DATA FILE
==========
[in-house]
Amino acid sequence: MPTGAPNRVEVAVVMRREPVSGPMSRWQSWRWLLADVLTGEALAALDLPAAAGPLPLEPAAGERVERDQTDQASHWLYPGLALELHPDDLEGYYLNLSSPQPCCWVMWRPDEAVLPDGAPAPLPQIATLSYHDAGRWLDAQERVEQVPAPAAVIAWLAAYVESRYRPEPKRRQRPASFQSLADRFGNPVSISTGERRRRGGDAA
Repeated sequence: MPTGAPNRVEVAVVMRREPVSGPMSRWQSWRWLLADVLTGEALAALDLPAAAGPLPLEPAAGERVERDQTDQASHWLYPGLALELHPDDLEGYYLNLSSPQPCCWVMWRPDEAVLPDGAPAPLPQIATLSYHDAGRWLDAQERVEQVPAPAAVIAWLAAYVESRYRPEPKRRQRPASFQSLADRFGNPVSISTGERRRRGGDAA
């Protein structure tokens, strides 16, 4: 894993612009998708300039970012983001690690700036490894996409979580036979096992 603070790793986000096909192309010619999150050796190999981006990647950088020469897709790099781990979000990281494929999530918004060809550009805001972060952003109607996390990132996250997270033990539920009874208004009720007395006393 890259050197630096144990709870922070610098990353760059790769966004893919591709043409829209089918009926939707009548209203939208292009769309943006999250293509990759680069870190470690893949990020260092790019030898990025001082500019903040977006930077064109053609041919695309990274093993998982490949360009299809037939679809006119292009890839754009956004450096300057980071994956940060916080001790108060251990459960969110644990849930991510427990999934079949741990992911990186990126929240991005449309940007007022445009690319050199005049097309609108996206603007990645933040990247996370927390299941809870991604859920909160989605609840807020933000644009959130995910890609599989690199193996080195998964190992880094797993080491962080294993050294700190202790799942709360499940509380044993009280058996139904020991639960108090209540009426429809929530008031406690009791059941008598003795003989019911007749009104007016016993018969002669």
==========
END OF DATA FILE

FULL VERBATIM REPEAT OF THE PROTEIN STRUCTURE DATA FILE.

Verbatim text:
[in-house]
Amino acid sequence: MPTGAPNRVEVAVVMRREPVSGPMSRWQSWRWLLADVLTGEALAALDLPAAAGPLPLEPAAGERVERDQTDQASHWLYPGLALELHPDDLEGYYLNLSSPQPCCWVMWRPDEAVLPDGAPAPLPQIATLSYHDAGRWLDAQERVEQVPAPAAVIAWLAAYVESRYRPEPKRRQRPASFQSLADRFGNPVSISTGERRRRGGDAA
Repeated sequence: MPTGAPNRVEVAVVMRREPVSGPMSRWQSWRWLLADVLTGEALAALDLPAAAGPLPLEPAAGERVERDQTDQASHWLYPGLALELHPDDLEGYYLNLSSPQPCCWVMWRPDEAVLPDGAPAPLPQIATLSYHDAGRWLDAQERVEQVPAPAAVIAWLAAYVESRYRPEPKRRQRPASFQSLADRFGNPVSISTGERRRRGGDAA
């Protein structure tokens, strides 16, 4: 894993612009998708300039970012983001690690700036490894996409979580036979096992 603070790793986000096909192309010619999150050796190999981006990647950088020469897709790099781990979000990281494929999530918004060809550009805001972060952003109607996390990132996250997270033990539920009874208004009720007395006393 890259050197630096144990709870922070610098990353760059790769966004893919591709043409829209089918009926939707009548209203939208292009769309943006999250293509990759680069870190470690893949990020260092790019030898990025001082500019903040977006930077064109053609041919695309990274093993998982490949360009299809037939679809006119292009890839754009956004450096300057980071994956940060916080001790108060251990459960969110644990849930991510427990999934079949741990992911990186990126929240991005449309940007007022445009690319050199005049097309609108996206603007990645933040990247996370927390299941809870991604859920909160989605609840807020933000644009959130995910890609599989690199193996080195998964190992880094797993080491962080294993050294700190202790799942709360499940509380044993009280058996139904020991639960108090209540009426429809929530008031406690009791059941008598003795003989019911007749009104007016016993018969002669």